The fiduciary's responsibility will be less for those participants who can manage, and actually do manage, their own investments. However, the fiduciary will still be responsible for only allowing safer investments, which is why most retirement plans do not offer futures, short selling, derivatives, options, and other risky assets or strategies. IRC §401(a)(35)(D) requires that at least 3 investment options with different risk reward ratios be offered to plan participants, although one of the options can include employer stock. For the safe harbor to apply, participants must be informed that they are able to change their investments at least quarterly. Sufficient information must also be provided about each investment option so that each participant can make an intelligent choice. Since most retirement plans primarily offer mutual funds, the mutual fund prospectus is considered sufficient information.
Because many employees do not exercise their option to select investments, a fiduciary can only avoid liability if the plan offers a qualified default investment (QDI) that will provide sufficient diversification to protect the plan's participants. However, the QDI cannot simply be a money market fund. Consequently, most plans select either target date funds or balanced funds as the QDI. Many plans also use an investment advisor who charges a fee for the recommended investments. Using a QDI for employees who do not choose their own investments relieves the fiduciary of any liability for imprudent investments.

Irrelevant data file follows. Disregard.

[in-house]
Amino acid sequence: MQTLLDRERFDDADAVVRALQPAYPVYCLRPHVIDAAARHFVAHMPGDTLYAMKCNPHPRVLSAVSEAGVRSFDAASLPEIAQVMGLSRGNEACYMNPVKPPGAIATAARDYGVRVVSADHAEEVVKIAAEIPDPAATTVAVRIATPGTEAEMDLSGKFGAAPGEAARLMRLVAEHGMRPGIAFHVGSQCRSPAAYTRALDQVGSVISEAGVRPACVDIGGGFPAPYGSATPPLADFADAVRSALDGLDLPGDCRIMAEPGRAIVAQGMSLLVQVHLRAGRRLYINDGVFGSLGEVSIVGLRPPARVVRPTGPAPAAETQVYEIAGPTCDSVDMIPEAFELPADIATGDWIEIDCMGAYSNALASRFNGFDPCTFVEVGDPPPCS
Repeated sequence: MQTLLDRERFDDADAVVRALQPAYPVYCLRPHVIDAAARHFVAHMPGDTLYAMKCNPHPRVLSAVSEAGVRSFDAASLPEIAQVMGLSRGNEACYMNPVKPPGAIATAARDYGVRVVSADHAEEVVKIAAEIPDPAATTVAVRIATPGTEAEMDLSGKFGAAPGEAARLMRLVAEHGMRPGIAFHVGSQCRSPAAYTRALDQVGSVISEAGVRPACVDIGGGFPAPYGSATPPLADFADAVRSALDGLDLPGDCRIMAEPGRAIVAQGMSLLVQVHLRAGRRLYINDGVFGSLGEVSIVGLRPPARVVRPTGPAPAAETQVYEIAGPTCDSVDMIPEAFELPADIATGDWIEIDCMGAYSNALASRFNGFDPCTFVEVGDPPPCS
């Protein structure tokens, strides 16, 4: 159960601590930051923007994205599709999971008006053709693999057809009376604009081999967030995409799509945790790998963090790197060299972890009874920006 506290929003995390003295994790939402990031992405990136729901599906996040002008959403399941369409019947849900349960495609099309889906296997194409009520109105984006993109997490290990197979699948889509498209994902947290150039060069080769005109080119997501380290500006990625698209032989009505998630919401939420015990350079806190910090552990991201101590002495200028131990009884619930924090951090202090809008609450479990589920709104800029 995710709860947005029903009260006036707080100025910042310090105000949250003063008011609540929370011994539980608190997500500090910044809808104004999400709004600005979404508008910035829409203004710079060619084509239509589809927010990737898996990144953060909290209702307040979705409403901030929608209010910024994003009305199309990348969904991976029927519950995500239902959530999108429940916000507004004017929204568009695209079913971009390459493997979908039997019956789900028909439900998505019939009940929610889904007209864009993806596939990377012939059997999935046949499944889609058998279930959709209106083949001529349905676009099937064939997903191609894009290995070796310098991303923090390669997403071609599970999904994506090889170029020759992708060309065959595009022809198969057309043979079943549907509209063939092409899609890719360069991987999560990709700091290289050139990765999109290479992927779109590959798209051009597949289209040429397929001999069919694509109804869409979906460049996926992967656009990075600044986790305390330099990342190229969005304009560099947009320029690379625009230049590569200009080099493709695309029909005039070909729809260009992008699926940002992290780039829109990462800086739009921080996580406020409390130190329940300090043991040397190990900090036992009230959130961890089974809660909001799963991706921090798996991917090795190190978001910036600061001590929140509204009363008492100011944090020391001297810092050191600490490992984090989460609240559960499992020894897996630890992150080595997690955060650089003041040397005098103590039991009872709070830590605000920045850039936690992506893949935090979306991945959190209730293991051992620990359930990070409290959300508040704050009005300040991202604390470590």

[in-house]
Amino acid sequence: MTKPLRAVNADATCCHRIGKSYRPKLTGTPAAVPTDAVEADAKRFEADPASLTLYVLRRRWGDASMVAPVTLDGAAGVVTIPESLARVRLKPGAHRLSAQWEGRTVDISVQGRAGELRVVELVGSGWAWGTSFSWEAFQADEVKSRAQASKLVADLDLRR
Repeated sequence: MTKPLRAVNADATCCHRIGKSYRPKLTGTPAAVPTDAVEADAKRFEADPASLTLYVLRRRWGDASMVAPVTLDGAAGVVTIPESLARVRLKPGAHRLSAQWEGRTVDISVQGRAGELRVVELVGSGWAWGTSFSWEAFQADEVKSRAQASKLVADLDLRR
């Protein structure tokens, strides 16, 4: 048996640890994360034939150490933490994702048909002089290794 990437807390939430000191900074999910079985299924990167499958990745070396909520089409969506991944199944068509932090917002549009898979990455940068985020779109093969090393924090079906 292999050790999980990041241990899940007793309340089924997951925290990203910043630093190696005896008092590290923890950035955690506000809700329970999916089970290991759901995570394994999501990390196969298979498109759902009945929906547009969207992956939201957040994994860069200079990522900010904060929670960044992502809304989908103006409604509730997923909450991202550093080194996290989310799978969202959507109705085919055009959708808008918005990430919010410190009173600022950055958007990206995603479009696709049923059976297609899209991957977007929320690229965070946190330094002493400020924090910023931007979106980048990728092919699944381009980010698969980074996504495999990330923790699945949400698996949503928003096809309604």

To avoid conflicts of interest and self-dealing, many parties are prohibited from being involved in transactions with the plan's assets, including the employer, unions, 10% owners of the plan sponsor or employer, employees, and anyone related to the above groups or with companies where any of the above groups have a significant ownership interest.
Self-dealing is simply any transaction in which the fiduciary benefits, such as receiving kickbacks, or other perks for selecting particular investments. Additionally, fiduciaries are prohibited from buying assets for the sole purpose of increasing their price so that the fiduciary can sell his own private holdings of that same asset at a higher price.